Open this publication in new window or tab >>Perinatal Energy Substrate Metabolism: Glucose Production and Lipolysis in Pregnant Women and Newborn Infants with Particular Reference to Intrauterine Growth Restriction (IUGR)
2005 (English)Doctoral thesis, comprehensive summary (Other academic)
Abstract [en]

Glucose is the most important fetal nutrient and the production of this substrate increases in the pregnant woman. In the last trimester the increased insulin resistance directs energy substrates to the fetus. Fetal growth is sometimes disturbed, often without an obvious explanation.

After birth the newborn infant must produce its own glucose, primarily for the brain. Fatty acids from lipolysis are also important energy substrates. Hypoglycaemia can be a problem, occurring frequently in preterm infants and infants born small for gestational age (SGA). In addition, SGA infants are at risk of developing the metabolic syndrome in adulthood. Neonatal medication can influence energy metabolism. One such medication is theophylline, administered in preterm infants to prevent apnoea.

We investigated energy substrate production in women with normal and IUGR pregnancies, in preterm neonates, before and after theophylline treatment and in newborn SGA infants, using stable isotope-labelled compounds and gas chromatography-mass spectrometry.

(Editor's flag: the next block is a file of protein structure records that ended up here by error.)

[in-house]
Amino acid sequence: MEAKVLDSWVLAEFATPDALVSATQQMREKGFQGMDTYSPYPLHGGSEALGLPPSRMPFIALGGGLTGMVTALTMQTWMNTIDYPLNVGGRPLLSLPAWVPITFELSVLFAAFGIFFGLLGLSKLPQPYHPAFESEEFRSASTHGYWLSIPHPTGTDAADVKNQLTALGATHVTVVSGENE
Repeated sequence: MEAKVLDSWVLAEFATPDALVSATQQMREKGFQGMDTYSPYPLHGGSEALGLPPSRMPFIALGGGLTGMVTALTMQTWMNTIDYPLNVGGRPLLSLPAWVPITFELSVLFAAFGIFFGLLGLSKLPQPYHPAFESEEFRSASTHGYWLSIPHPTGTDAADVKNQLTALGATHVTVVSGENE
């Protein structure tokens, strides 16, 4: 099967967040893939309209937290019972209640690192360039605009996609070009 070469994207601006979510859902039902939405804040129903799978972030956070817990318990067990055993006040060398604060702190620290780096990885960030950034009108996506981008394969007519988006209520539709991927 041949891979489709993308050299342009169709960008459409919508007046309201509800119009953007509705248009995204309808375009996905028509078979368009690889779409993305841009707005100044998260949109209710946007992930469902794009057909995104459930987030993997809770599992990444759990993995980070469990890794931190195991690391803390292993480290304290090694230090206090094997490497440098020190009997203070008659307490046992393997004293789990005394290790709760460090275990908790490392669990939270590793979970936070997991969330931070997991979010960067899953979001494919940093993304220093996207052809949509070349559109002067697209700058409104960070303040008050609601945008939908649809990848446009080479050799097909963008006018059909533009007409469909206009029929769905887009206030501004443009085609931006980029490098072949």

We found that late pregnancy was associated with an almost twofold increase in the rate of lipolysis. This provides substrates for maternal energy metabolism, which may spare glucose for the fetus. Even though glucose production was comparable in the two groups of pregnant women, those with IUGR had a lower rate of lipolysis. A reduced supply of energy substrates could be one factor underlying IUGR. In spite of the insulin resistance of late pregnancy, insulin still had a regulatory role in energy substrate production in the women with normal pregnancies, but not in those with IUGR.

Although infants born preterm and/or SGA have limited energy stores, we demonstrated that they are capable of both lipolysis and glucose production. Theophylline had no adverse effects on energy substrate production. Data on insulin and IGFBP-1 in the SGA infants indicate that in such infants insulin sensitivity is increased peripherally but reduced in the liver.

Place, publisher, year, edition, pages
Uppsala: Acta Universitatis Upsaliensis, 2005. 52 p.
Series
Digital Comprehensive Summaries of Uppsala Dissertations from the Faculty of Medicine, ISSN 1651-6206 ; 22
Keyword
Pediatrics, Lipolysis, Glucose, Newborn infant, Pregnant women, IUGR, Insulin, Stable isotopes, Pediatrik
National Category
Pediatrics
Identifiers
urn:nbn:se:uu:diva-4842 (URN)91-554-6186-7 (ISBN)
Public defence
2005-04-22, Rosénsalen, Akademiska Barnsjukhuset, ingång 95/96, NBV, Uppsala, 13:15
Opponent
Supervisors
Available from: 2005-04-01 Created: 2005-04-01Bibliographically approved

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Diderholm, BarbroEwald, UweAhlsson, FredrikGustafsson, Jan